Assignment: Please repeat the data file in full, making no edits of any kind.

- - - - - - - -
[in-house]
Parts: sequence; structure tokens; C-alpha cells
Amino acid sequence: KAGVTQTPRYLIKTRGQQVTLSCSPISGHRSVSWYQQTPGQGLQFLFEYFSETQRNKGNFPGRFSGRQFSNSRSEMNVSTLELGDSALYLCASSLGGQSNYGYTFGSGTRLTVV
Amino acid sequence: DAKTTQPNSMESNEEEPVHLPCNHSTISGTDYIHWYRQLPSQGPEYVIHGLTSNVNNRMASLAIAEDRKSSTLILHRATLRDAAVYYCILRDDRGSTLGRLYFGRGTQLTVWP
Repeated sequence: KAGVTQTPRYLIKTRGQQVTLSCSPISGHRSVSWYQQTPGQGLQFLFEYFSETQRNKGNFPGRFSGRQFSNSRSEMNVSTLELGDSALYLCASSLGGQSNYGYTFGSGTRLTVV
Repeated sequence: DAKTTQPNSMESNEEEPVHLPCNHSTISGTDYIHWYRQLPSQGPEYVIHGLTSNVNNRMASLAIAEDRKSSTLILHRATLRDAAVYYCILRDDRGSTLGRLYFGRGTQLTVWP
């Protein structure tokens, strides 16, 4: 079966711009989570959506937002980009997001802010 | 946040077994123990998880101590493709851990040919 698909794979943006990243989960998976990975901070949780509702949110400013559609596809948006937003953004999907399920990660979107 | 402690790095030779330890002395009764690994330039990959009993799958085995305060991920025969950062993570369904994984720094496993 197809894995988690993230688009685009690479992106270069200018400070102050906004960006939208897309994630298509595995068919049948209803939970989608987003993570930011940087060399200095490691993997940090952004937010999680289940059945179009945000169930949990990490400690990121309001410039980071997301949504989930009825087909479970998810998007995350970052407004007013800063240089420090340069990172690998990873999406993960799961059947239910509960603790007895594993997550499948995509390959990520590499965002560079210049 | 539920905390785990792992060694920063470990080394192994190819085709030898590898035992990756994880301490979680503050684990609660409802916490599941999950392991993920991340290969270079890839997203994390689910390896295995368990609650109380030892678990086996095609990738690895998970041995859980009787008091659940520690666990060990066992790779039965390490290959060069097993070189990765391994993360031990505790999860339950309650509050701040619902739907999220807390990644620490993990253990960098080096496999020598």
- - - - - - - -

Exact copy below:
[in-house]
Parts: sequence; structure tokens; C-alpha cells
Amino acid sequence: KAGVTQTPRYLIKTRGQQVTLSCSPISGHRSVSWYQQTPGQGLQFLFEYFSETQRNKGNFPGRFSGRQFSNSRSEMNVSTLELGDSALYLCASSLGGQSNYGYTFGSGTRLTVV
Amino acid sequence: DAKTTQPNSMESNEEEPVHLPCNHSTISGTDYIHWYRQLPSQGPEYVIHGLTSNVNNRMASLAIAEDRKSSTLILHRATLRDAAVYYCILRDDRGSTLGRLYFGRGTQLTVWP
Repeated sequence: KAGVTQTPRYLIKTRGQQVTLSCSPISGHRSVSWYQQTPGQGLQFLFEYFSETQRNKGNFPGRFSGRQFSNSRSEMNVSTLELGDSALYLCASSLGGQSNYGYTFGSGTRLTVV
Repeated sequence: DAKTTQPNSMESNEEEPVHLPCNHSTISGTDYIHWYRQLPSQGPEYVIHGLTSNVNNRMASLAIAEDRKSSTLILHRATLRDAAVYYCILRDDRGSTLGRLYFGRGTQLTVWP
């Protein structure tokens, strides 16, 4: 079966711009989570959506937002980009997001802010 | 946040077994123990998880101590493709851990040919 698909794979943006990243989960998976990975901070949780509702949110400013559609596809948006937003953004999907399920990660979107 | 402690790095030779330890002395009764690994330039990959009993799958085995305060991920025969950062993570369904994984720094496993 197809894995988690993230688009685009690479992106270069200018400070102050906004960006939208897309994630298509595995068919049948209803939970989608987003993570930011940087060399200095490691993997940090952004937010999680289940059945179009945000169930949990990490400690990121309001410039980071997301949504989930009825087909479970998810998007995350970052407004007013800063240089420090340069990172690998990873999406993960799961059947239910509960603790007895594993997550499948995509390959990520590499965002560079210049 | 539920905390785990792992060694920063470990080394192994190819085709030898590898035992990756994880301490979680503050684990609660409802916490599941999950392991993920991340290969270079890839997203994390689910390896295995368990609650109380030892678990086996095609990738690895998970041995859980009787008091659940520690666990060990066992790779039965390490290959060069097993070189990765391994993360031990505790999860339950309650509050701040619902739907999220807390990644620490993990253990960098080096496999020598």